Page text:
with various intelligence agencies around the
But once he had filmed proof of what Mr
Tsvangirai was allegedly asking for, he went to
the Zimbabwean authorities.
"Dickens & Madson felt itself morally compelled
to assist the embattled people of Zimbabwe
and their President Robert Mugabe," the
Although Zimbabwe's government-owned
Herald newspaper reported the story on its
front page, no legal action has so far been
taken against Mr Tsvangirai.
Mr Tsvangirai's MDC party said in a statement
that the assassination story was similar to
numerous other baseless stories put out at the
instigation of the ruling Zanu-PF party.
MDC chief spokesman Welshman Ncube, said
the meeting did take place, but only after the
company had approached Mr Tsvangirai, calling
for an urgent meeting to discuss policy issues.
Mr Ncube confirmed that two meetings had
taken place in London before the Montreal
meeting, which was filmed.
But talk of assassination was entirely initiated
by Mr Ben Menashe, he said.
News reports have made much of Mr Ben
Menashe's colourful past as a notorious figure
in the world of espionage and arms dealing.
He was arrested in 1989 for allegedly selling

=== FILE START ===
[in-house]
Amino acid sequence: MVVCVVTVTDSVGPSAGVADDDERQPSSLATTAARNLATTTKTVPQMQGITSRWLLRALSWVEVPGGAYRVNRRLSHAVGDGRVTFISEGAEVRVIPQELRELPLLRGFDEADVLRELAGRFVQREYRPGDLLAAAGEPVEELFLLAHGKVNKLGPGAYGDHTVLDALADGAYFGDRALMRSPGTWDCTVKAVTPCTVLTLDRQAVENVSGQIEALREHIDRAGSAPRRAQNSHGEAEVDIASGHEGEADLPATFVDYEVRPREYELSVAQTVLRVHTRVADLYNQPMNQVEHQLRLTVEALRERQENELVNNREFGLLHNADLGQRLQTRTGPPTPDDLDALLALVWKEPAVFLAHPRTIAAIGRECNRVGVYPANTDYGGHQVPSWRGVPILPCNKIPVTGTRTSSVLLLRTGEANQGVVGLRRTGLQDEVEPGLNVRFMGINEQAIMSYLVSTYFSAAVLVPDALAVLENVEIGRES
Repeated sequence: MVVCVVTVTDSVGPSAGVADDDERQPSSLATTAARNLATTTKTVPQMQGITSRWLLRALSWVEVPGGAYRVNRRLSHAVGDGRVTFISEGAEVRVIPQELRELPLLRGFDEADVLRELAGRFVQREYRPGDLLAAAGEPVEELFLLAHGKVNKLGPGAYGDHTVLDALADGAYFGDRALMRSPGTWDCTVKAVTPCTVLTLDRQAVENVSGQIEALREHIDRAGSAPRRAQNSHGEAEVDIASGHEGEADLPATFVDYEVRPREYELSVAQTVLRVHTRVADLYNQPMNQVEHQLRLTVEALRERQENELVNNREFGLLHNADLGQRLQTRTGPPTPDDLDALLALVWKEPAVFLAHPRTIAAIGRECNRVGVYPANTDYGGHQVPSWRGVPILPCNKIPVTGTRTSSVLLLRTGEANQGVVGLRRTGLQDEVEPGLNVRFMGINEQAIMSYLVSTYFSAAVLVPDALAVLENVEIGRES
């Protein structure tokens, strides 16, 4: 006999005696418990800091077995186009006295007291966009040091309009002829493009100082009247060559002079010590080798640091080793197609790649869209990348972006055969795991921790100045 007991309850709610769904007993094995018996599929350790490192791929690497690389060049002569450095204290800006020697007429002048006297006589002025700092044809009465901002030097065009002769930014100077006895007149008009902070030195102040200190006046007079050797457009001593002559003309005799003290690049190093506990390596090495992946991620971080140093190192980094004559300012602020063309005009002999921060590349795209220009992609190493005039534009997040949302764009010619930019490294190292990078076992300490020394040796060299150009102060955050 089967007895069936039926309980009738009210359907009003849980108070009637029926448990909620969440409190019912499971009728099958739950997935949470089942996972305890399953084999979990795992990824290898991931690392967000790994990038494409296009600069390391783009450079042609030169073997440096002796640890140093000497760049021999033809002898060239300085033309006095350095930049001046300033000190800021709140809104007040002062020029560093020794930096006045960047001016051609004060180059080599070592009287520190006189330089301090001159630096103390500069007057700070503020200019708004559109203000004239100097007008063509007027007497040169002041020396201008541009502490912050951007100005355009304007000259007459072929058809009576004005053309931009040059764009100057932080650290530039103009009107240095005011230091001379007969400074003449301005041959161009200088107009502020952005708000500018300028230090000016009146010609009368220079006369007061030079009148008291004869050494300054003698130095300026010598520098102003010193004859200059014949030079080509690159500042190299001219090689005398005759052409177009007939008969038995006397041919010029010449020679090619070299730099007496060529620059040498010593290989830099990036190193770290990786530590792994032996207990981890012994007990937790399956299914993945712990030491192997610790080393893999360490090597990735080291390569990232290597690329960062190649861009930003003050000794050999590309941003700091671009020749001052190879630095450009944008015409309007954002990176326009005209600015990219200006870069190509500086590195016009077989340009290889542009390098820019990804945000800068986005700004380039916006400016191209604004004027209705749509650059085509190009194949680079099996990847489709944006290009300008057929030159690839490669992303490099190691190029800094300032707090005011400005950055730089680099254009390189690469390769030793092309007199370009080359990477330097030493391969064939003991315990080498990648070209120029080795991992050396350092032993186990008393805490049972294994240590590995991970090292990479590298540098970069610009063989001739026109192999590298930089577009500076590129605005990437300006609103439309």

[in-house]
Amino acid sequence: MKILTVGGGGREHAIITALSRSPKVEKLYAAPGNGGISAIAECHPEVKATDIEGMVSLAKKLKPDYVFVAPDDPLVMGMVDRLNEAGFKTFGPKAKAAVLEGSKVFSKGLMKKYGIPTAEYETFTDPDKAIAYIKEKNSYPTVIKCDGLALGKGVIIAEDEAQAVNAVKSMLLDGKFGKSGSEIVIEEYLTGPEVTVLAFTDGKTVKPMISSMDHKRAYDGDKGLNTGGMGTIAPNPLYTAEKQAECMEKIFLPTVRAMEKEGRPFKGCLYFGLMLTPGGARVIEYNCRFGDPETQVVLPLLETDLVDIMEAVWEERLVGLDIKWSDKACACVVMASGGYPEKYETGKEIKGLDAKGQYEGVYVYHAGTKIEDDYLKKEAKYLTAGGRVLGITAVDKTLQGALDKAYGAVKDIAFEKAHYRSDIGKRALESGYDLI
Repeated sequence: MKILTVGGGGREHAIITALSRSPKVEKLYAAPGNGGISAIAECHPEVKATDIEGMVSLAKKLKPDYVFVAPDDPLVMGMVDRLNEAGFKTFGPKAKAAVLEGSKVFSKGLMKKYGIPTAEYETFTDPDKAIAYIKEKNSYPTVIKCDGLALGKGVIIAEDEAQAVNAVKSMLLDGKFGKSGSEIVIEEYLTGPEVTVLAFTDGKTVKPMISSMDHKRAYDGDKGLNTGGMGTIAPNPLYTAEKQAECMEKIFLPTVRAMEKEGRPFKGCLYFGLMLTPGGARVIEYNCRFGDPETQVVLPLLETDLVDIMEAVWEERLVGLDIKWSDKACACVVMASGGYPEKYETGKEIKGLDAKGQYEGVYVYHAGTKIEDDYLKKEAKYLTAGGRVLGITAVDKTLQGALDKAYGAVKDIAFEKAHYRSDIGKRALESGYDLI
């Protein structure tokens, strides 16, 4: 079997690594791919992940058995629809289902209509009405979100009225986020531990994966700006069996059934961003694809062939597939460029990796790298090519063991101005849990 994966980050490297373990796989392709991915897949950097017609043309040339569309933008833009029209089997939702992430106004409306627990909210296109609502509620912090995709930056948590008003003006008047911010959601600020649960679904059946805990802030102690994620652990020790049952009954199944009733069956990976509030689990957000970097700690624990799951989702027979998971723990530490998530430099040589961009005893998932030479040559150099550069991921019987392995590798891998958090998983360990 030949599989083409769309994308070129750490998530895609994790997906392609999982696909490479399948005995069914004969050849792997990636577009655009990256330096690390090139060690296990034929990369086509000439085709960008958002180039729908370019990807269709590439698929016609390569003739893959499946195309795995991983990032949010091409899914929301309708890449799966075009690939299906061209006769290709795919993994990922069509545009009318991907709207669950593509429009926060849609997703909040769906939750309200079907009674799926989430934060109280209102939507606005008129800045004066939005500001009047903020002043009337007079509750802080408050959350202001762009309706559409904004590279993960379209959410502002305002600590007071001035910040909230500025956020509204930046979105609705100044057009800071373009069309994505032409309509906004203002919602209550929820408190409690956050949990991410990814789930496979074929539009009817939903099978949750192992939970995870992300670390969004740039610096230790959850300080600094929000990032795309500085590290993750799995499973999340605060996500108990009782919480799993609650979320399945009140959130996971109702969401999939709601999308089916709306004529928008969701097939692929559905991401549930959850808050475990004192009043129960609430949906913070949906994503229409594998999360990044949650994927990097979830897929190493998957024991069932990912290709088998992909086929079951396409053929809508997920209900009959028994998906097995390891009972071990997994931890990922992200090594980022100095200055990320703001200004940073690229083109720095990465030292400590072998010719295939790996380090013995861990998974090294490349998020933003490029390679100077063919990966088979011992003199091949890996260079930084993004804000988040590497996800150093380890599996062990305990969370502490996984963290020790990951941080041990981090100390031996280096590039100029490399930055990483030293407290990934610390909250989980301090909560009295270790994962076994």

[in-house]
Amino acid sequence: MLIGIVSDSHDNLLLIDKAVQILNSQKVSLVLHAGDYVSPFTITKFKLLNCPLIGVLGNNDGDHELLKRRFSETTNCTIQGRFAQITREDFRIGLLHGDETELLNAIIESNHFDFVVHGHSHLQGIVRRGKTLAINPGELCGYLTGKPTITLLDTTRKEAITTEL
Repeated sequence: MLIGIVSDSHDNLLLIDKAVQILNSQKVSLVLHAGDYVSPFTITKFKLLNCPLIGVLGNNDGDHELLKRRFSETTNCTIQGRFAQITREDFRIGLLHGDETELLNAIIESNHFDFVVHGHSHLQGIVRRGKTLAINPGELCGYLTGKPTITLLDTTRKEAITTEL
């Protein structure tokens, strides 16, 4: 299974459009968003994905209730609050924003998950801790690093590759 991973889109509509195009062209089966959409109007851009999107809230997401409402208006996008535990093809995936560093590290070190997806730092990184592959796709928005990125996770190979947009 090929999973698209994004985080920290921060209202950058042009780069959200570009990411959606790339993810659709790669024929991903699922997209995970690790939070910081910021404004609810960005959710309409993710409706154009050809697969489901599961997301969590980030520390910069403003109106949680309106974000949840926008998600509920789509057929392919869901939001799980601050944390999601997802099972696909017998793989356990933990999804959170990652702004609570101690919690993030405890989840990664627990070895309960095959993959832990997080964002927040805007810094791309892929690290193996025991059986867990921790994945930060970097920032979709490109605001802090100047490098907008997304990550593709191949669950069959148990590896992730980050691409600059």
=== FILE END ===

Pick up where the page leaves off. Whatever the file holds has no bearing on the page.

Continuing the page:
aircraft to Iran, but was later acquitted.
He has also accused the Israeli intelligence
agency, Mossad, of murdering press tycoon
A DAY IN THE LIFE OF AFRICA
ONE hundred of the world's top
photographers will descend upon
Africa on February 28 to take
photographs of the vast continent
to be published in a book entitled
"A Day in the Life of Africa,"
organisers said on Thursday.
From the Congo river to Morocco
and Rwanda, the photographers
will attempt to capture a day in the
life in the continent's 53 countries.
The photographs will be compiled
in a book, Internet site, and
travelling exhibition -- the
proceeds from all of which will go
to fighting Aids in Africa. More
than 10 Pulitzer Prize winners,
dozens of photographers and
photojournalists from the Magnum
agency and AFP and 20 African
photographers number among the
100-person team. - AFP